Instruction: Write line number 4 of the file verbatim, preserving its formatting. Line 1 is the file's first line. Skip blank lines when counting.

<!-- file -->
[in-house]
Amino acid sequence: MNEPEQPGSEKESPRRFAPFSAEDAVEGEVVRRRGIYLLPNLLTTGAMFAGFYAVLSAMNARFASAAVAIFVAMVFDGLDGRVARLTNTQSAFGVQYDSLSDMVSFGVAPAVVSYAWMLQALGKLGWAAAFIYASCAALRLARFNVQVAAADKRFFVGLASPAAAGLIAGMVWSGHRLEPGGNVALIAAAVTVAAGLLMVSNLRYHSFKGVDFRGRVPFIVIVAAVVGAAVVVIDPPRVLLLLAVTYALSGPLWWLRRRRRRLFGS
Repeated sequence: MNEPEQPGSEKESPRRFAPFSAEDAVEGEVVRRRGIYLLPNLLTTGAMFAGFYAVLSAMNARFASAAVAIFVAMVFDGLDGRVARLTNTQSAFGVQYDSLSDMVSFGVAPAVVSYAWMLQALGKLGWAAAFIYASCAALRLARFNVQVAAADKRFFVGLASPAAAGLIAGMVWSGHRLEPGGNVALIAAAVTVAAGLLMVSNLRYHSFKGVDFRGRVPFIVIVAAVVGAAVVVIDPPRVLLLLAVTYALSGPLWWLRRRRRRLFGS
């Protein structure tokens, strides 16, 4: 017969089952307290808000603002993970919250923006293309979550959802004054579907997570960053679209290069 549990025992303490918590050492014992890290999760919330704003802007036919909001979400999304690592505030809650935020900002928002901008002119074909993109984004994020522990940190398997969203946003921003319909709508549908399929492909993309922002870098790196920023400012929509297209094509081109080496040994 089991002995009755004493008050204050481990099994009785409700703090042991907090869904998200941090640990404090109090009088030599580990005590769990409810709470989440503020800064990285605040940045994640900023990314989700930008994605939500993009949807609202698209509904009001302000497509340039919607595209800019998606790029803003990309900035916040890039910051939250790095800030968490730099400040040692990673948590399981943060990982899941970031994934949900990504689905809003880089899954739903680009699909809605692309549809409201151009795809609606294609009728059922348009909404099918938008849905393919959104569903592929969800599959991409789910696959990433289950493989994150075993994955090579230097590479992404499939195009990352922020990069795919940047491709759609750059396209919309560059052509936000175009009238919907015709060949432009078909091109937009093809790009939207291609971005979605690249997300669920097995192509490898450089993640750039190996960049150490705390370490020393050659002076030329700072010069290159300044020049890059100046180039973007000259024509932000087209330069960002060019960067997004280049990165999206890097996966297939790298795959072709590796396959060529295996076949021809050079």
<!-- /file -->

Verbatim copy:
């Protein structure tokens, strides 16, 4: 017969089952307290808000603002993970919250923006293309979550959802004054579907997570960053679209290069 549990025992303490918590050492014992890290999760919330704003802007036919909001979400999304690592505030809650935020900002928002901008002119074909993109984004994020522990940190398997969203946003921003319909709508549908399929492909993309922002870098790196920023400012929509297209094509081109080496040994 089991002995009755004493008050204050481990099994009785409700703090042991907090869904998200941090640990404090109090009088030599580990005590769990409810709470989440503020800064990285605040940045994640900023990314989700930008994605939500993009949807609202698209509904009001302000497509340039919607595209800019998606790029803003990309900035916040890039910051939250790095800030968490730099400040040692990673948590399981943060990982899941970031994934949900990504689905809003880089899954739903680009699909809605692309549809409201151009795809609606294609009728059922348009909404099918938008849905393919959104569903592929969800599959991409789910696959990433289950493989994150075993994955090579230097590479992404499939195009990352922020990069795919940047491709759609750059396209919309560059052509936000175009009238919907015709060949432009078909091109937009093809790009939207291609971005979605690249997300669920097995192509490898450089993640750039190996960049150490705390370490020393050659002076030329700072010069290159300044020049890059100046180039973007000259024509932000087209330069960002060019960067997004280049990165999206890097996966297939790298795959072709590796396959060529295996076949021809050079």